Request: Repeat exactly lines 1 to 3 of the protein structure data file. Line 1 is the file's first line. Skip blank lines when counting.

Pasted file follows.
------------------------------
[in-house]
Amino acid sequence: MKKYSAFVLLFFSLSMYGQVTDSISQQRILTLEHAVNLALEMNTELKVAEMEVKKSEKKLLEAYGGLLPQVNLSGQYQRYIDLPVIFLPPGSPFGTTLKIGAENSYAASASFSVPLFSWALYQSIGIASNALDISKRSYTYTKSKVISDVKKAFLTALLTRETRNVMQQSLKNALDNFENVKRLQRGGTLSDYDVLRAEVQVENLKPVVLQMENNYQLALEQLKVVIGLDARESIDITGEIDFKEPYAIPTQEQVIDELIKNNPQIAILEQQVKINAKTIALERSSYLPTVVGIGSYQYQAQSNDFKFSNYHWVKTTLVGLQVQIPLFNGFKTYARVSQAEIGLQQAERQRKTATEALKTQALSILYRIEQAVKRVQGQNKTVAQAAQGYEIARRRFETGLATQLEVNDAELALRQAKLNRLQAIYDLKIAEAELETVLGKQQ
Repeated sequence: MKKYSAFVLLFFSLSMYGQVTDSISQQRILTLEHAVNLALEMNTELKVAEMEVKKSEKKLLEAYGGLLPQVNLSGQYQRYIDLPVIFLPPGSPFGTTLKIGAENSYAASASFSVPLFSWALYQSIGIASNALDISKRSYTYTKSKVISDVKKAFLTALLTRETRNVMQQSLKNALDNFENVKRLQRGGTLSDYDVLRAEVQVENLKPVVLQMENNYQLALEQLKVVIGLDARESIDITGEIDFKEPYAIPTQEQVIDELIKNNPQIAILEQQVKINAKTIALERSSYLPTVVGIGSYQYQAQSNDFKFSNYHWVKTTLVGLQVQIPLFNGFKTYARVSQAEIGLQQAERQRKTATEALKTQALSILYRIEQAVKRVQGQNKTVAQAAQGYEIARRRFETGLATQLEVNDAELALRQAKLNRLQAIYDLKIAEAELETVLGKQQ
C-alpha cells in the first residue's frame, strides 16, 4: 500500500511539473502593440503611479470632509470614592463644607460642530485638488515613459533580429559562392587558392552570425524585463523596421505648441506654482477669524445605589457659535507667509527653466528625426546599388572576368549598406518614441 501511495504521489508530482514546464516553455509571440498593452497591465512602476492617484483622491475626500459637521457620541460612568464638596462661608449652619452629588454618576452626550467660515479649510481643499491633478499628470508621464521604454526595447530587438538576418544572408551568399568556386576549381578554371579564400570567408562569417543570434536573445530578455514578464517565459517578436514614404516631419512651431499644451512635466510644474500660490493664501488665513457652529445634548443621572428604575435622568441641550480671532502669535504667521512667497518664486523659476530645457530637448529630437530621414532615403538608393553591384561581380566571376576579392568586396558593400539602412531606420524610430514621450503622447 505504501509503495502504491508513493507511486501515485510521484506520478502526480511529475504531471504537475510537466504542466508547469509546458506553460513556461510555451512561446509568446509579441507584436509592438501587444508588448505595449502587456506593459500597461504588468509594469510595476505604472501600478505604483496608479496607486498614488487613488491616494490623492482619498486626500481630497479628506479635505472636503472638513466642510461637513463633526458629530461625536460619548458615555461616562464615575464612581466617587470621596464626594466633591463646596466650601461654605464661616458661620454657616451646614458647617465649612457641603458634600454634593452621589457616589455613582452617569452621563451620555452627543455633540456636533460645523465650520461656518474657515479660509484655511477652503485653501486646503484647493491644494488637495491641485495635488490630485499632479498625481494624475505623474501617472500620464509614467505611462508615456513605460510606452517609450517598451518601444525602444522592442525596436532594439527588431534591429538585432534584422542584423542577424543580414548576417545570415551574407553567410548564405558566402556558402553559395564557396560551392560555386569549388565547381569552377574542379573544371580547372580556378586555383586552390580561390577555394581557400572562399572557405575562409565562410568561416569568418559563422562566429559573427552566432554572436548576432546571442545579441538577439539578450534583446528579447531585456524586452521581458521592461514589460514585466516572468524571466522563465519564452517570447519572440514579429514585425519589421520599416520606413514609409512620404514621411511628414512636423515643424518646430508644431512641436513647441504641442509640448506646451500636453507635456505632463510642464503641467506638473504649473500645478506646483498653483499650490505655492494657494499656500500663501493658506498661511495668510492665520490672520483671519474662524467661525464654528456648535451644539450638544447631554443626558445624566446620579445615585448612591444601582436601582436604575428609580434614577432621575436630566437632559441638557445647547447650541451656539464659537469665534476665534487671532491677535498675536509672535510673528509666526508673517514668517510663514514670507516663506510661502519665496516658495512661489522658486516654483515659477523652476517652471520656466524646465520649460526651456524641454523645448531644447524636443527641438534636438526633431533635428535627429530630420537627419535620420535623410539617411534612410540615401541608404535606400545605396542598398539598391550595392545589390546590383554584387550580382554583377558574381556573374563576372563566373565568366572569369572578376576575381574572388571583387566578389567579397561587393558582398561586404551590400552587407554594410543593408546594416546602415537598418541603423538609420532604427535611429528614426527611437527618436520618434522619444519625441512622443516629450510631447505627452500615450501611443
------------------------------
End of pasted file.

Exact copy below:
[in-house]
Amino acid sequence: MKKYSAFVLLFFSLSMYGQVTDSISQQRILTLEHAVNLALEMNTELKVAEMEVKKSEKKLLEAYGGLLPQVNLSGQYQRYIDLPVIFLPPGSPFGTTLKIGAENSYAASASFSVPLFSWALYQSIGIASNALDISKRSYTYTKSKVISDVKKAFLTALLTRETRNVMQQSLKNALDNFENVKRLQRGGTLSDYDVLRAEVQVENLKPVVLQMENNYQLALEQLKVVIGLDARESIDITGEIDFKEPYAIPTQEQVIDELIKNNPQIAILEQQVKINAKTIALERSSYLPTVVGIGSYQYQAQSNDFKFSNYHWVKTTLVGLQVQIPLFNGFKTYARVSQAEIGLQQAERQRKTATEALKTQALSILYRIEQAVKRVQGQNKTVAQAAQGYEIARRRFETGLATQLEVNDAELALRQAKLNRLQAIYDLKIAEAELETVLGKQQ
Repeated sequence: MKKYSAFVLLFFSLSMYGQVTDSISQQRILTLEHAVNLALEMNTELKVAEMEVKKSEKKLLEAYGGLLPQVNLSGQYQRYIDLPVIFLPPGSPFGTTLKIGAENSYAASASFSVPLFSWALYQSIGIASNALDISKRSYTYTKSKVISDVKKAFLTALLTRETRNVMQQSLKNALDNFENVKRLQRGGTLSDYDVLRAEVQVENLKPVVLQMENNYQLALEQLKVVIGLDARESIDITGEIDFKEPYAIPTQEQVIDELIKNNPQIAILEQQVKINAKTIALERSSYLPTVVGIGSYQYQAQSNDFKFSNYHWVKTTLVGLQVQIPLFNGFKTYARVSQAEIGLQQAERQRKTATEALKTQALSILYRIEQAVKRVQGQNKTVAQAAQGYEIARRRFETGLATQLEVNDAELALRQAKLNRLQAIYDLKIAEAELETVLGKQQ